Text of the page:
LONDON One in 10 Internet users fell victim to
online fraud last year, losing an average of 875 pounds each,
according to a survey on Monday.
Many failed to take basic steps to protect themselves
online and fewer than half felt they were wholly responsible
for their safety while using the Internet.
Six percent had suffered fraud while shopping online, four
percent had experienced general fraud and three percent were
subject to bank or credit card crime.
The survey of 2,400 people was carried out by YouGov for
Get Safe Online, a campaign group set up by the government,
police and private companies.
"We need users to take the same basic precautions in using
the Internet as they would when making transactions in the high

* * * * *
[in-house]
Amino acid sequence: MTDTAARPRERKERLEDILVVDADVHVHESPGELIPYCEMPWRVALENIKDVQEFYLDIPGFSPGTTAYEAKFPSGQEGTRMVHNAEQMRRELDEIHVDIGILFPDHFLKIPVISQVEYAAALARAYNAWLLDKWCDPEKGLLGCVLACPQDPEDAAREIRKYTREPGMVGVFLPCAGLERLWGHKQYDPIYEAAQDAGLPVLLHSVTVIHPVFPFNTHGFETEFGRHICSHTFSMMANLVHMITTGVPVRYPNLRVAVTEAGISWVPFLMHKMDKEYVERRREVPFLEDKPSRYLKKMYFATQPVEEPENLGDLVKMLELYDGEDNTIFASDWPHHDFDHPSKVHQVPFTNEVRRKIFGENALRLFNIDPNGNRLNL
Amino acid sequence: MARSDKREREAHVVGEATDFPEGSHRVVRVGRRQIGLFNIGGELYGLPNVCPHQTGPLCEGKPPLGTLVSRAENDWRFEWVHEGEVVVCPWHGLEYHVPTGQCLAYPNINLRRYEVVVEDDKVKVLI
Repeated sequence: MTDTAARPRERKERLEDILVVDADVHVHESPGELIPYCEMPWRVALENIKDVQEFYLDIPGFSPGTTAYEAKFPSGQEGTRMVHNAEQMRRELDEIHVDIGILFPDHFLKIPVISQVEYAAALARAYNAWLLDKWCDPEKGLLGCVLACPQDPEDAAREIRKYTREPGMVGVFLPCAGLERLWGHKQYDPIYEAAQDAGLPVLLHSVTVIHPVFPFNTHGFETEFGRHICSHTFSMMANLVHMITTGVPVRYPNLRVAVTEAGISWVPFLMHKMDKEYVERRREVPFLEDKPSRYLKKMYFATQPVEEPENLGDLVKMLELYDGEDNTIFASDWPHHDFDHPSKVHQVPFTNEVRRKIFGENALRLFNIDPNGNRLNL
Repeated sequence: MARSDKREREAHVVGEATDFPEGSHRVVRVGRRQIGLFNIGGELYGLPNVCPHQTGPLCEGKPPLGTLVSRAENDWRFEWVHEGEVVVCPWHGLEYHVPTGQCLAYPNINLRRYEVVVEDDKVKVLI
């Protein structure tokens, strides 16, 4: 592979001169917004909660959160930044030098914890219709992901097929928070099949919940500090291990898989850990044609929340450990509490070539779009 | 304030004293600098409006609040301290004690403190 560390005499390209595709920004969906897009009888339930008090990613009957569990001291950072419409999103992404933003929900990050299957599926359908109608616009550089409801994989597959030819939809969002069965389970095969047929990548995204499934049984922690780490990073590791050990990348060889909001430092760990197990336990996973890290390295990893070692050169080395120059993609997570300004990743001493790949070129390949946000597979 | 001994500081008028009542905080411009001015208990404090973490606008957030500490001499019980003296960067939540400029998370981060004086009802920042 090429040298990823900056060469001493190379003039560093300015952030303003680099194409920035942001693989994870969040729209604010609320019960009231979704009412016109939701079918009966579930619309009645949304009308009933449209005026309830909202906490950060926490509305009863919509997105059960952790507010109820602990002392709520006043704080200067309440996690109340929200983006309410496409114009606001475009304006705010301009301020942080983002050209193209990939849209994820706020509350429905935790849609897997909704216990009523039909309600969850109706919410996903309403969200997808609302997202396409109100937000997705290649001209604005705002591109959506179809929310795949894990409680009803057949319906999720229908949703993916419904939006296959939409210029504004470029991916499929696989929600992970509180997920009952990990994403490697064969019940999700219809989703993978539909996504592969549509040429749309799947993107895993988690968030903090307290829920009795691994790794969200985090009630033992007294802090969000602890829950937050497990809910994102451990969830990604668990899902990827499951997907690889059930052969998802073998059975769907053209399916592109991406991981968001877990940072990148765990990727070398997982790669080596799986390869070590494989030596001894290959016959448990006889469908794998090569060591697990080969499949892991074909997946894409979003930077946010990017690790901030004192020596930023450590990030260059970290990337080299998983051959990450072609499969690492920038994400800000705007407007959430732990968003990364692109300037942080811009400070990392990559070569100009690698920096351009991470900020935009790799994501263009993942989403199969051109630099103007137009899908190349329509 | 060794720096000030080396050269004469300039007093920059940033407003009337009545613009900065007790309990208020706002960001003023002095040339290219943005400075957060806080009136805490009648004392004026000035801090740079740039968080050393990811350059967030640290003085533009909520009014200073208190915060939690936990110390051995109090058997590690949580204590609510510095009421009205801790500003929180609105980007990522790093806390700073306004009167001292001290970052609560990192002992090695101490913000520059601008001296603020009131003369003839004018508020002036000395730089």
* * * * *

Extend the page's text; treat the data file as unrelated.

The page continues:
street, such as not sharing your bank details or passwords,"
said Cabinet Office minister Pat McFadden.
Nearly half said they did not have protection from spyware,
computer software that secretly collects personal information
when people use the Internet.
A fifth of those polled said they had replied to spam
messages and 10 percent had clicked on an Internet link within
a spam e-mail.
Nearly a quarter said most of their online security
passwords were the same. Five percent used the same password
for every site.
Tony Neate, managing director of Get Safe Online, said
people must do more to help prevent fraud.
"If we all take greater care to protect our personal
information online, we can reduce the majority of these
criminal activities," he said. "Our message is that each one of
us has to take greater personal responsibility for our own
Fewer than half of those polled felt responsible for their
online safety. One in six said it was down to their bank to
protect their details and 13 percent said their Internet
service provider must shoulder the burden.
More than three-quarters felt there should be lessons in
schools to help children to stay safe on the Internet.